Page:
Glycoconjugate Journal

, Volume 29, Issue 7, pp 481–490 | Cite as

Preferences for uptake of carbohydrate-coated liposomes by C-type lectin receptors as antigen-uptake receptors



We evaluated the carbohydrate preferences of the C-type lectin receptors (CLRs) SIGNR1, SIGNR3, and Langerin as pathogen-uptake receptors based on uptake of liposomes consisting of cholesterol, DPPC, and various neoglycolipids at molar ratios of 10:10:1 and 10:7:4, respectively, using non-phagocytic CHO cells that express these receptors transiently. SIGNR1-expressing cells ingested liposomes coated with neoglycolipids with terminal mannose residues, such as Man2-, Man3-, and Man5-DPPE, and with a terminal N-acetylglucosamine. SIGNR1 mediated uptake of Man3-DPPE-coated liposomes most efficiently. Uptake of liposomes with lower neoglycolipid content by SIGNR3- or Langerin-expressing cells was slight or negligible, but uptake into these cells was detected for liposomes with higher neoglycolipid content. SIGNR1-expressing cells clearly ingested liposomes coated with Lewis X antigen, whereas SIGNR3- or Langerin-expressing cells barely ingested these liposomes, even at the higher neoglycolipid content. In contrast, SIGNR3 or Langerin, but not SIGNR1, mediated uptake of liposomes coated with blood group H antigen. These results indicate that CLRs with similar carbohydrate-recognition characteristics have distinct properties as pathogen-uptake receptors for carbohydrate-decorated particles.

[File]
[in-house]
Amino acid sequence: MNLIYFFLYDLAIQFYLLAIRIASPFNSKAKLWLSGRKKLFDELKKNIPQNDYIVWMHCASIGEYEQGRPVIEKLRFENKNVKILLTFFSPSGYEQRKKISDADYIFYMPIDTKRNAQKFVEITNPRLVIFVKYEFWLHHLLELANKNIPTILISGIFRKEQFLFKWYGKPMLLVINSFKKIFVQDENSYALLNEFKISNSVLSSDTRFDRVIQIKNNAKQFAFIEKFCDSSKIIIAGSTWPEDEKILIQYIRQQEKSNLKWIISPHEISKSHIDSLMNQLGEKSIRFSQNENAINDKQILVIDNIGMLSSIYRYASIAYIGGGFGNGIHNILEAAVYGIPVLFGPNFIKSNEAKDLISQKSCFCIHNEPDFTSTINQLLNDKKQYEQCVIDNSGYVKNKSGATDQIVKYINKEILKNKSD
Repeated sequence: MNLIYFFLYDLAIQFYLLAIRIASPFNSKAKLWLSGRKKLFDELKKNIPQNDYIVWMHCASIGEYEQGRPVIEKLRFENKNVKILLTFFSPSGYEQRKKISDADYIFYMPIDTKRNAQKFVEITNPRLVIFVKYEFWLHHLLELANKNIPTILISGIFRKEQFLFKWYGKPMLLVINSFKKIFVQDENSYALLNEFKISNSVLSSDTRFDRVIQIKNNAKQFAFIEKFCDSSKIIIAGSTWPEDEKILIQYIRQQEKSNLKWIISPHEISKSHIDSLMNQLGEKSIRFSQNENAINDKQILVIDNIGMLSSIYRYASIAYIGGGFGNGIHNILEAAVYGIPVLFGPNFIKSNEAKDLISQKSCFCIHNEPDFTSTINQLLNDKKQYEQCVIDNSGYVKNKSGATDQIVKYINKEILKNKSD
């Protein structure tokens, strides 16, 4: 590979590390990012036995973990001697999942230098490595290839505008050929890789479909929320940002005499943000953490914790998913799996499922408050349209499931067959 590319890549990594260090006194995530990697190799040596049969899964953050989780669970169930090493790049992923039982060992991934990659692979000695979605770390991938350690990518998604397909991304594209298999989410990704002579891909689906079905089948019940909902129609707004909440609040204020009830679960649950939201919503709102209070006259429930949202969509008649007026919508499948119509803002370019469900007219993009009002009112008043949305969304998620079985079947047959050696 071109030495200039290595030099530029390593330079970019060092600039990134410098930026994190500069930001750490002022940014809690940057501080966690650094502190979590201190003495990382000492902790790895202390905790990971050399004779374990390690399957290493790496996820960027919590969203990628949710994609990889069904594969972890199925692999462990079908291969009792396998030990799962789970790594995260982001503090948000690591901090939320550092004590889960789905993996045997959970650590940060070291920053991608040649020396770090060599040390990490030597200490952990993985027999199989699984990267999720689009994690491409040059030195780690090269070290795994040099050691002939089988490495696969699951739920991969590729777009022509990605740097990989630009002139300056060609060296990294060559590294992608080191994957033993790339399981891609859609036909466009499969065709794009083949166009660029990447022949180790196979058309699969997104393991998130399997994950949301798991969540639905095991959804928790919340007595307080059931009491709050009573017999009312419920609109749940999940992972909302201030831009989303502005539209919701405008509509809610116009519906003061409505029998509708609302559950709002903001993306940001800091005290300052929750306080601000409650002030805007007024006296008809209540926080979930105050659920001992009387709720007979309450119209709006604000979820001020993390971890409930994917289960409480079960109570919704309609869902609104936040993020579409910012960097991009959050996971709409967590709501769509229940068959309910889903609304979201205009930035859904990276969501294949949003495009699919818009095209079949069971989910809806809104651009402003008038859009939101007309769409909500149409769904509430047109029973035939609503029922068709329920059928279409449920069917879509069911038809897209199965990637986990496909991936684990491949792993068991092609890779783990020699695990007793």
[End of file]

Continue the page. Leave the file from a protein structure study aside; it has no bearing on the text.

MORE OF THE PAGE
Langerin Liposome Neoglycolipid Phagocytosis SIGNR1 SIGNR3 



antigen-presenting cell


biantennary N-linked core pentasaccharide


C-type lectin receptor


dendritic cell










neoglycolipids constructed with mannotriose and dipalmitoylphosphatidylethanolamine




specific ICAM-3-grabbing nonintegrin





This work was supported by a Grant-in-Aid for Special Research from The Promotion and Mutual Aid Corporation for Private Schools of Japan.


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Copyright information

© Springer Science+Business Media, LLC 2012

Authors and Affiliations

  1. 1.Department of Applied BiochemistryTokai UniversityHiratsuka-shiJapan

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